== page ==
# Java data structures and alg.

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1. QUESTION 1a

Write a recursive "Merge" method meeting this specification:

Inputs: a sorted list L1 and a sorted list L2.

Outputs: a sorted list that is the merging of L1 and L2, and, the number of

times two list elements were compared during the merging process (call it C).

The recursive Merge method returns the merging of L1 and L2 as its result. Thus, after

executing L1 = Merge(L1,L2,Nc,Njs), L1 contains the result of the merge and the 'other'

list has been destroyed. In other words, at this point, (1) either L2 has been destroyed,

or (2) the old L1 has been destroyed and now L1==L2.

(Note: Nc is the total number of times two list elements were compared during the merging

process. Njs is the total number of join and split operations that were performed during the

merging process. Nc and Njs are output values but not input values. 2005-11-16 12:45:32)

2. QUESTION 1b

Write a method "General_Sort" that meets this specification:

Inputs: a list L, and a method "Cut_In_Two" that meets the specification below

Outputs: L is sorted in increasing order, and the integer C defined as follows:

C is the total number of times two list elements were compared during the

sorting process, including the comparisons made by the Merge and Cut_In_Two

methods.

General_Sort must use the "general sorting strategy" (described in detail in class):

1. Use the procedure Cut_In_Two to divide L into two pieces

2. Recursively sort the two pieces

3. Merge the results (use the function written in Question 1a).

The function Cut_In_Two meets this specification:

Input: a list L1 containing at least two elements.

Outputs: non-empty lists L2 and L3 such that L1 = L2+L3 (concatenation), and the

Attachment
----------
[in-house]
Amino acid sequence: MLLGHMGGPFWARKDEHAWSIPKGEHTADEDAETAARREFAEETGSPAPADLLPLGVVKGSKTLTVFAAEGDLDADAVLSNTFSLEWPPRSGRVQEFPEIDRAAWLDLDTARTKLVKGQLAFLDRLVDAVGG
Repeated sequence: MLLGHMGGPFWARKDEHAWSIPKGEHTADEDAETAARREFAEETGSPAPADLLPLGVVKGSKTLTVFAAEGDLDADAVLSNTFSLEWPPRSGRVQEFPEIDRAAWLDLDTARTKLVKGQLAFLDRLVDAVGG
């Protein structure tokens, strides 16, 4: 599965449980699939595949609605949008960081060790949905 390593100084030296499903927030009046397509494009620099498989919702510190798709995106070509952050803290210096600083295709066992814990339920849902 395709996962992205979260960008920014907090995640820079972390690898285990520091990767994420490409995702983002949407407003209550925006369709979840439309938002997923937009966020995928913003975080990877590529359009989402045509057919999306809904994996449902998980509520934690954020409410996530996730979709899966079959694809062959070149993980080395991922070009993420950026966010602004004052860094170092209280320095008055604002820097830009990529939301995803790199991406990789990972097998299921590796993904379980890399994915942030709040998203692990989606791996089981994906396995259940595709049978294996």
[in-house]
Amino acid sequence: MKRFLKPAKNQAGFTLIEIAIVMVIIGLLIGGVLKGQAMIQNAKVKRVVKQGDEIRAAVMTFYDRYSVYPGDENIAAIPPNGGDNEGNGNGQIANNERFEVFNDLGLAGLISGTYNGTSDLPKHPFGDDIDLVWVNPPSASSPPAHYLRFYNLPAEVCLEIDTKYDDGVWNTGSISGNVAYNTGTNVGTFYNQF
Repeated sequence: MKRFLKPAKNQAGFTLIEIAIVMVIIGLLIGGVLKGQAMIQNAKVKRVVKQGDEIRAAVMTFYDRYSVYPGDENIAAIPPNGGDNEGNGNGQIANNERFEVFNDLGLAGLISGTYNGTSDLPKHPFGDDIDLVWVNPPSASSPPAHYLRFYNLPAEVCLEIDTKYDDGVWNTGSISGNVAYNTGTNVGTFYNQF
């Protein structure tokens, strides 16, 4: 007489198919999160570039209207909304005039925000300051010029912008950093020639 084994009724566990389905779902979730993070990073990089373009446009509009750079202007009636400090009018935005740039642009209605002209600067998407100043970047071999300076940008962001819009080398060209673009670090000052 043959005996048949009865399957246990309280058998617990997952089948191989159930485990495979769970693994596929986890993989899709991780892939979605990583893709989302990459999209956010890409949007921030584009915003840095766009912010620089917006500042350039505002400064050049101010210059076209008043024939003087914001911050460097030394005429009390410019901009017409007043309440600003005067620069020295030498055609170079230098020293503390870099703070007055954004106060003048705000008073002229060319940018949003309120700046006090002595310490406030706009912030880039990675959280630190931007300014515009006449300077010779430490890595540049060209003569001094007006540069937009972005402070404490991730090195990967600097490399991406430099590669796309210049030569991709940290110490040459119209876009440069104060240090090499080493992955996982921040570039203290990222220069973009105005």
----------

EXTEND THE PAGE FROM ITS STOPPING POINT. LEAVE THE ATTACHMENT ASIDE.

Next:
integer C (the number of times two list elements were compared during the

cut_in_two process)

The method Cut_In_Two should "RANDOMLY" cut the list L1 in two pieces. Thus L1

can be split at "ANY" position (between 1 and lenght(L1)-1), not necessarily in the

middle position.

3. QUESTION 1c

Write a method Merge_Sort that implements the "merge sort algorithm" simply by calling

GeneralSort with an appropriate Cut_In_Two method (which you must also write).

Merge_Sort should return the sorted list and the integer C returned by

GeneralSort.

4. QUESTION 1d

Write a method Insertion_Sort that implements the "insertion sort algorithm" simply by

calling GeneralSort with an appropriate Cut_In_Two method (which you must also write).

Insertion_Sort should return the sorted list and the integer C returned by

GeneralSort.

5. QUESTION 2

Choose five different lengths of lists ranging from small (e.g. 10) to large (as large as

you can and still finish executing in a few minutes), with reasonably-spaced intermediate

values. For instance: 10, 100, 1000, 10000, 100000. The lists must be randomly generated.

For each of these list lengths, run the program written for question 1 five times using a

different random number seed each time. Average the results.

Plot the average number of comparisons (C) for the two sorting algorithms (merge sort and

insertion sort) as a function of the length of the list.

Which algorithm is better for sorting short lists?

Which will be better for sorting extremely long lists?

Justify your answers.

6. QUESTION 3

How would you modify the methods above in order to implements the "quick sort algorithm"

by simply calling General_Sort?

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##### Solution Summary

Java data structures and algebra are determined. Recursive "merge" methods meeting the specifications are determined.

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